The European Parliament plenary has resoundingly backed the calls made by its Committee of Inquiry into Equitable Life for the UK government to compensate victims of the company’s near-collapse and for wide-ranging changes to be made in the drafting and implementation of EU financial services legislation.
On 19 June 2007, the European Parliament approved its Committee of Inquiry into Equitable Life’s findings by a huge majority (602 votes to 13, with 64 abstentions).
The case’s some 1.5 million victims across several EU countries has brought to light a number of broader, long-term concerns relating to the EU single market in services, the Committee said, with the inquiry’s findings “going far beyond the grievances raised in the two petitions to the Parliament from victims of Equitable Life’s difficulties, which prompted the investigation”.
The Parliament’s report argues that, given the British government’s “failure to comply” with EU insurance law (notably the UK regulators’ failure to ensure that Equitable had sufficient reserves to pay its policyholders), the government should assume responsibility and “devise and implement an appropriate scheme with a view to compensating Equitable Life policyholders within the UK, Ireland, Germany and elsewhere”.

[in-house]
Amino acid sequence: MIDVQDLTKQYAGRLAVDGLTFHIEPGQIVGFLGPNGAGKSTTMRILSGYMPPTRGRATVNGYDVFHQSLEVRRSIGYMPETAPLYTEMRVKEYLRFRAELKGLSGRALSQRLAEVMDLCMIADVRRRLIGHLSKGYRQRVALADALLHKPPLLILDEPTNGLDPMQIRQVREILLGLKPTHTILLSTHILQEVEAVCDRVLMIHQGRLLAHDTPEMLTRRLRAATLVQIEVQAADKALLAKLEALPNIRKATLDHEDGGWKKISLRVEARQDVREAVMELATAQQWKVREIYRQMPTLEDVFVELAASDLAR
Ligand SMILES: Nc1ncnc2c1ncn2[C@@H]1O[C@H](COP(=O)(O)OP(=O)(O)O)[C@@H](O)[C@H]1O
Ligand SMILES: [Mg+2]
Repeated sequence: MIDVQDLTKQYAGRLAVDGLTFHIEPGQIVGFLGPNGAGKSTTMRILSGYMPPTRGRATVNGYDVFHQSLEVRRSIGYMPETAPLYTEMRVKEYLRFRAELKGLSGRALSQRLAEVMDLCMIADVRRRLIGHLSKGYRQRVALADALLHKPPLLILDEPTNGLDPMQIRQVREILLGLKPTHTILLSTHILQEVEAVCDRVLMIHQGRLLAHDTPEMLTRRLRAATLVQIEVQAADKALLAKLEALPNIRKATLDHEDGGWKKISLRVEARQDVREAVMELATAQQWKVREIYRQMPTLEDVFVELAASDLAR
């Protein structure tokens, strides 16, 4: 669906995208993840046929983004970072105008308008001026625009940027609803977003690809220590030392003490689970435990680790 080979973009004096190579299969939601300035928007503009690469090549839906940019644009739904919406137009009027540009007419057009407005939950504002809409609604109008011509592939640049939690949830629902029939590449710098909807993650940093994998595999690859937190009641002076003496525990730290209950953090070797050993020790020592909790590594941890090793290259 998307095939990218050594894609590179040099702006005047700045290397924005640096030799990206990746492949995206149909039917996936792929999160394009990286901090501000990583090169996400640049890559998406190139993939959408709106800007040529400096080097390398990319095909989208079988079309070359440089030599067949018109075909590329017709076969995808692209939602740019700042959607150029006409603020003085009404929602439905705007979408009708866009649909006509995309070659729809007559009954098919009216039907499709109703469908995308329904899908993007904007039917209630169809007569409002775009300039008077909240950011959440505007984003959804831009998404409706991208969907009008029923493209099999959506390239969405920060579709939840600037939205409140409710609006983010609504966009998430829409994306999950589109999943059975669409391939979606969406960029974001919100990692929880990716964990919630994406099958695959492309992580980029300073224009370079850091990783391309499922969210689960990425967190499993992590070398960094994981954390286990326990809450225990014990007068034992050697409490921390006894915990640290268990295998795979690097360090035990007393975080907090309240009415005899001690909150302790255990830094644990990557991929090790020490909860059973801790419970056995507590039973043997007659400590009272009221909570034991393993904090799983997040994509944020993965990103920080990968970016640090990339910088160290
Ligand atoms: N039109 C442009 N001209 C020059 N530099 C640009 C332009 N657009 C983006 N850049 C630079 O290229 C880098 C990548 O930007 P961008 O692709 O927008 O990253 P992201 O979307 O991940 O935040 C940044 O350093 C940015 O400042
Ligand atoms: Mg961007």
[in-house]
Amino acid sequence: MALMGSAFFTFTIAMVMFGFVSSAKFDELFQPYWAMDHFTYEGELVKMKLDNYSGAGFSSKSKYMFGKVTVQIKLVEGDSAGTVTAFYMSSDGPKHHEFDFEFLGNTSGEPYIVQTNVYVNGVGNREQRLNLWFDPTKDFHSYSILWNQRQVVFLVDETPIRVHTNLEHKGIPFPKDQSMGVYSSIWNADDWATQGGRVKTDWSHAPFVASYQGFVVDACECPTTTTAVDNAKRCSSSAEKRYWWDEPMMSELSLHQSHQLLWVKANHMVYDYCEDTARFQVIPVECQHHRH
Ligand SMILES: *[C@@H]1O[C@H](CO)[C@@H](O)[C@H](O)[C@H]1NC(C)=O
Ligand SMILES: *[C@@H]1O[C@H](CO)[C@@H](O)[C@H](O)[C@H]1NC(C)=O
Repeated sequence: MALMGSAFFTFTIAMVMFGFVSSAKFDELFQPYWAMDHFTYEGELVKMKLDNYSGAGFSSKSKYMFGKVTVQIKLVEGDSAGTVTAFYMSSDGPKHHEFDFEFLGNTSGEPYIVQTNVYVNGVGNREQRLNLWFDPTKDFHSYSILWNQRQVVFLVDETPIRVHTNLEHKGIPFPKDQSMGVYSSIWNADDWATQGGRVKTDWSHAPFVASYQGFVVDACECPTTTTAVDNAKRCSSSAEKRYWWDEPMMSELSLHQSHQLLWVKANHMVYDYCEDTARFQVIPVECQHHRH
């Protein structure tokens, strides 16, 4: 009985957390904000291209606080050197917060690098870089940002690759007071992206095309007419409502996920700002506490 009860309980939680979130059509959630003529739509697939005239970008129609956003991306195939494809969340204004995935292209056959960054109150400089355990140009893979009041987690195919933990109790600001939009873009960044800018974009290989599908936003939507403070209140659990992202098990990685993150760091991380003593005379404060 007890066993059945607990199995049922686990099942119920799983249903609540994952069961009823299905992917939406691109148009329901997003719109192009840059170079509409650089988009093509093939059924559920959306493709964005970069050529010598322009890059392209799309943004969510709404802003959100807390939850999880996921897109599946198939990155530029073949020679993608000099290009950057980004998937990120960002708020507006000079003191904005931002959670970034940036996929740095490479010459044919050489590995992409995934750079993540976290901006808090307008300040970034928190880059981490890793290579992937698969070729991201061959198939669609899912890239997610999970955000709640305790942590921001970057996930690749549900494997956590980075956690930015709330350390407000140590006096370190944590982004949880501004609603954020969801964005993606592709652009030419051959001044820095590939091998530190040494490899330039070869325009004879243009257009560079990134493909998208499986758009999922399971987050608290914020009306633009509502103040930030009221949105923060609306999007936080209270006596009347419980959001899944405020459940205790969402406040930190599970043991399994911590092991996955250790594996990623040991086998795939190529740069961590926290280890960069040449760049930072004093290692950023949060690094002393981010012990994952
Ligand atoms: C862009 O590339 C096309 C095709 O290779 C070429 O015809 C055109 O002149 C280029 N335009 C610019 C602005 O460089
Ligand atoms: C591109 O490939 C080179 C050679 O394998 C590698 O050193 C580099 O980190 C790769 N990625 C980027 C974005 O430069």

Keen to build consumer confidence in a healthy European pensions and insurance market, especially given demographic trends in Europe, the report makes a raft of proposals on the nature and form of EU financial services legislation, the rights of consumers who buy financial services products in EU countries other than their own, and the role of the Parliament and Commission in monitoring the implementation of legislation in member states.
Referring to the consumer rights of policyholders outside the UK who found themselves unable even to apply for compensation when the authorities in different countries tried to shift the responsibility to each other, Rapporteur Diana Wallis said: “I think we all understand and appreciate the importance of financial services companies – and indeed other companies – being able to trade and do business across the European Union…if we are going to do this – and it is clear that we are – we have to be absolutely crystal clear who is responsible for what.”
The Committee further stated that the UK’s technique of implementing EU insurance legislation in a piecemeal fashion (through a number of different legal acts) “lacks clarity” and that “UK regulators and authorities did not adequately respect the ultimate purpose of the Directive” and that “the implementation process as a whole was flawed”.